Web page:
Landgrave - Abell Ketelby

From the book, "The Baronies of South Carolina," the term "baronies" refers to large tracts of land in lowcountry South Carolina that were single, undivided grants during the era of the Lords Proprietors. This volume traces the granting of these tracts, the division of the land into plantations, and the descent of ownership of the plantations, along with genealogies of familes. The Baronies include Ashley, Fairlawn, Cypress, Wadboo, Seewee, Winyah, Boone's, Oketee, Hobcaw, Malling, Raphoe, Ashepoo, Landgrave Ketelby's and Quenby and the Eastern Branch of Cooper River.


Though the struggle in North Carolina to secure recognition of popular control over the colonial agent was more bitter and prolonged, there was a similar movement in the sister colony of South Carolina. During the proprietary period, in 1714, the assembly appointed the first permanent land agent in South Carolina, Landgrave Abell Kettleby.

Nominally, Kettleby was responsible to both branches of the legislature, but actually he was under the control of the lower house, for they alone could remove him and appoint a successor, a power which was exercised in 1716 when they dismissed Kettleby.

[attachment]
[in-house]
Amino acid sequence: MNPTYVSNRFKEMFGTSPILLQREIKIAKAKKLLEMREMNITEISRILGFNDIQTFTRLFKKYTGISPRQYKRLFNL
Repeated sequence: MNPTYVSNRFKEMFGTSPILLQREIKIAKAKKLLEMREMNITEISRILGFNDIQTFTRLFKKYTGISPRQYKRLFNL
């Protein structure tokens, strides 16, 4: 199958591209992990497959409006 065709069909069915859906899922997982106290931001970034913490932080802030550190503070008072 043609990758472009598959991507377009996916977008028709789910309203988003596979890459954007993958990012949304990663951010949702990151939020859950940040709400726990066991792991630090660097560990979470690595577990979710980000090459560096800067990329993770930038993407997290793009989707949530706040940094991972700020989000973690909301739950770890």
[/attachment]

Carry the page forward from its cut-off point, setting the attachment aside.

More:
Two years before they had appointed Joseph Boone and Richard Beresford as special agents to represent certain grievances to the Lords Proprietors, but the governor and Executive Council refused to sanction the appropriation for this mission. Nevertheless Boone and Beresford were recognized by the Board of Trade as land agents for the colony. In 1721 two special agents, Francis Yonge from the Executive Council and John Lloyd from the Commons House of Assembly, were appointed, both of them subject to the entire Assembly. Yonge remained in office until 1727, when Samuel Wragg was appointed as agent.

(From “The Colonial Agent as a Popular Representative.” Bond, Beverley W. Political Science Quarterly (September 1920): 372-92)


 


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